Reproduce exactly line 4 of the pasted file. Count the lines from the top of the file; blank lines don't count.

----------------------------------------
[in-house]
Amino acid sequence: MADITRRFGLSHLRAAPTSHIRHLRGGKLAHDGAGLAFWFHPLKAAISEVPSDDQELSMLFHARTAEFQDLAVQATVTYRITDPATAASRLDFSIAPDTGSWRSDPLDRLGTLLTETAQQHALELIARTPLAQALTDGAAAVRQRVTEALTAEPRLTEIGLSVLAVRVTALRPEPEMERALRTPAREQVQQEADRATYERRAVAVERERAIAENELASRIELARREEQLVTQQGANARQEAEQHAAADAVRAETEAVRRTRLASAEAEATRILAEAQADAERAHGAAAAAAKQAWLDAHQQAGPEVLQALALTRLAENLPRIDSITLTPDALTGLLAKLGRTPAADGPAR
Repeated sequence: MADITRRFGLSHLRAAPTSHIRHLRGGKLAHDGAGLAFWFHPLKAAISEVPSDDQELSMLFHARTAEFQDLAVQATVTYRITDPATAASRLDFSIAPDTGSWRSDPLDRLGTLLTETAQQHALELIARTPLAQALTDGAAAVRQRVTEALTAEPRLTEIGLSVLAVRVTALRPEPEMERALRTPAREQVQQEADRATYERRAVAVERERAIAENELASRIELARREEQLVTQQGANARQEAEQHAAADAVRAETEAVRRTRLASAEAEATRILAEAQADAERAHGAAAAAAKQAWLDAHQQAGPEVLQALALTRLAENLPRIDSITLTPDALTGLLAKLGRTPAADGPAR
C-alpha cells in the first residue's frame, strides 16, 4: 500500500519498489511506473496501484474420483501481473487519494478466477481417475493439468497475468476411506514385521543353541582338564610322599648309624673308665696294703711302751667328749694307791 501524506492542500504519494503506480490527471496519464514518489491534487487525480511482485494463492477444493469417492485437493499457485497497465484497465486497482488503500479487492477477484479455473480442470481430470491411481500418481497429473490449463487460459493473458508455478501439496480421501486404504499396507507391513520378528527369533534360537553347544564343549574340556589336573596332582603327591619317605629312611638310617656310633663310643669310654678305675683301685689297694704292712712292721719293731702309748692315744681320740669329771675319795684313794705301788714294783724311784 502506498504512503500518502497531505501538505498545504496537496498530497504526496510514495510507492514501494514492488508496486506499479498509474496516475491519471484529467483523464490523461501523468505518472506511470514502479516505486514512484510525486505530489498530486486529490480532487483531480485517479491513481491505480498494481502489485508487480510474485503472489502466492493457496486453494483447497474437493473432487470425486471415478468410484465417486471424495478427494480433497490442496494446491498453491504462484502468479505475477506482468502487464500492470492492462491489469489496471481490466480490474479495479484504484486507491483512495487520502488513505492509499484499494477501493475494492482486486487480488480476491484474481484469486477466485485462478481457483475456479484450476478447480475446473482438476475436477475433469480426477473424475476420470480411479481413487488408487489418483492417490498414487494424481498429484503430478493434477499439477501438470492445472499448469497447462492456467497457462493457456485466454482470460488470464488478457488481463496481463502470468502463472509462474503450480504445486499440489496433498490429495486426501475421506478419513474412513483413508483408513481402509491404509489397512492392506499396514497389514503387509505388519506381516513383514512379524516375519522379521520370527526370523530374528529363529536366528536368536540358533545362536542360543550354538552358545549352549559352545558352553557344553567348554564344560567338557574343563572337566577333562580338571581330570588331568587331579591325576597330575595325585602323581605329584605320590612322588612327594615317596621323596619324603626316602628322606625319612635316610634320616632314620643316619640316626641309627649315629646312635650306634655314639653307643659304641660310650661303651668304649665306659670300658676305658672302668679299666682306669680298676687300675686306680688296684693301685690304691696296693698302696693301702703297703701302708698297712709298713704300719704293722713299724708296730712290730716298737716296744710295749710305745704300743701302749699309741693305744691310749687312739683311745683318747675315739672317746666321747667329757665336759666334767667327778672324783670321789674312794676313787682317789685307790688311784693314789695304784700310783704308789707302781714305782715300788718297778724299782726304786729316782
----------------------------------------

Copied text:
C-alpha cells in the first residue's frame, strides 16, 4: 500500500519498489511506473496501484474420483501481473487519494478466477481417475493439468497475468476411506514385521543353541582338564610322599648309624673308665696294703711302751667328749694307791 501524506492542500504519494503506480490527471496519464514518489491534487487525480511482485494463492477444493469417492485437493499457485497497465484497465486497482488503500479487492477477484479455473480442470481430470491411481500418481497429473490449463487460459493473458508455478501439496480421501486404504499396507507391513520378528527369533534360537553347544564343549574340556589336573596332582603327591619317605629312611638310617656310633663310643669310654678305675683301685689297694704292712712292721719293731702309748692315744681320740669329771675319795684313794705301788714294783724311784 502506498504512503500518502497531505501538505498545504496537496498530497504526496510514495510507492514501494514492488508496486506499479498509474496516475491519471484529467483523464490523461501523468505518472506511470514502479516505486514512484510525486505530489498530486486529490480532487483531480485517479491513481491505480498494481502489485508487480510474485503472489502466492493457496486453494483447497474437493473432487470425486471415478468410484465417486471424495478427494480433497490442496494446491498453491504462484502468479505475477506482468502487464500492470492492462491489469489496471481490466480490474479495479484504484486507491483512495487520502488513505492509499484499494477501493475494492482486486487480488480476491484474481484469486477466485485462478481457483475456479484450476478447480475446473482438476475436477475433469480426477473424475476420470480411479481413487488408487489418483492417490498414487494424481498429484503430478493434477499439477501438470492445472499448469497447462492456467497457462493457456485466454482470460488470464488478457488481463496481463502470468502463472509462474503450480504445486499440489496433498490429495486426501475421506478419513474412513483413508483408513481402509491404509489397512492392506499396514497389514503387509505388519506381516513383514512379524516375519522379521520370527526370523530374528529363529536366528536368536540358533545362536542360543550354538552358545549352549559352545558352553557344553567348554564344560567338557574343563572337566577333562580338571581330570588331568587331579591325576597330575595325585602323581605329584605320590612322588612327594615317596621323596619324603626316602628322606625319612635316610634320616632314620643316619640316626641309627649315629646312635650306634655314639653307643659304641660310650661303651668304649665306659670300658676305658672302668679299666682306669680298676687300675686306680688296684693301685690304691696296693698302696693301702703297703701302708698297712709298713704300719704293722713299724708296730712290730716298737716296744710295749710305745704300743701302749699309741693305744691310749687312739683311745683318747675315739672317746666321747667329757665336759666334767667327778672324783670321789674312794676313787682317789685307790688311784693314789695304784700310783704308789707302781714305782715300788718297778724299782726304786729316782